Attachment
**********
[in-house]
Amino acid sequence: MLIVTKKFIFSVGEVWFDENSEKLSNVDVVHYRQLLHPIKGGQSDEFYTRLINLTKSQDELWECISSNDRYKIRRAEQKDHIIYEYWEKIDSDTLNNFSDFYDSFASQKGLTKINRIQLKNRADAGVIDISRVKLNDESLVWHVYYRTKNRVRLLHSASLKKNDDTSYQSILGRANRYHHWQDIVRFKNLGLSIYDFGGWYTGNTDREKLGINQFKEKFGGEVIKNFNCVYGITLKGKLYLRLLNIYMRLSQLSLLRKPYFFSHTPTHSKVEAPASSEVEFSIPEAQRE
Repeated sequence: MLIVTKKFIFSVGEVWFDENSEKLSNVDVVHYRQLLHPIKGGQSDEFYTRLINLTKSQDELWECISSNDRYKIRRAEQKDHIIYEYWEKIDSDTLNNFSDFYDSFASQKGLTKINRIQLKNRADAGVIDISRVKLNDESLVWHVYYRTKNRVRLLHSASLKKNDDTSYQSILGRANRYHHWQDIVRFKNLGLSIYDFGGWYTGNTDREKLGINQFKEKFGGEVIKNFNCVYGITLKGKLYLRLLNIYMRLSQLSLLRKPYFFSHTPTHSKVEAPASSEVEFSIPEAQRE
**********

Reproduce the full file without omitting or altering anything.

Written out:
[in-house]
Amino acid sequence: MLIVTKKFIFSVGEVWFDENSEKLSNVDVVHYRQLLHPIKGGQSDEFYTRLINLTKSQDELWECISSNDRYKIRRAEQKDHIIYEYWEKIDSDTLNNFSDFYDSFASQKGLTKINRIQLKNRADAGVIDISRVKLNDESLVWHVYYRTKNRVRLLHSASLKKNDDTSYQSILGRANRYHHWQDIVRFKNLGLSIYDFGGWYTGNTDREKLGINQFKEKFGGEVIKNFNCVYGITLKGKLYLRLLNIYMRLSQLSLLRKPYFFSHTPTHSKVEAPASSEVEFSIPEAQRE
Repeated sequence: MLIVTKKFIFSVGEVWFDENSEKLSNVDVVHYRQLLHPIKGGQSDEFYTRLINLTKSQDELWECISSNDRYKIRRAEQKDHIIYEYWEKIDSDTLNNFSDFYDSFASQKGLTKINRIQLKNRADAGVIDISRVKLNDESLVWHVYYRTKNRVRLLHSASLKKNDDTSYQSILGRANRYHHWQDIVRFKNLGLSIYDFGGWYTGNTDREKLGINQFKEKFGGEVIKNFNCVYGITLKGKLYLRLLNIYMRLSQLSLLRKPYFFSHTPTHSKVEAPASSEVEFSIPEAQRE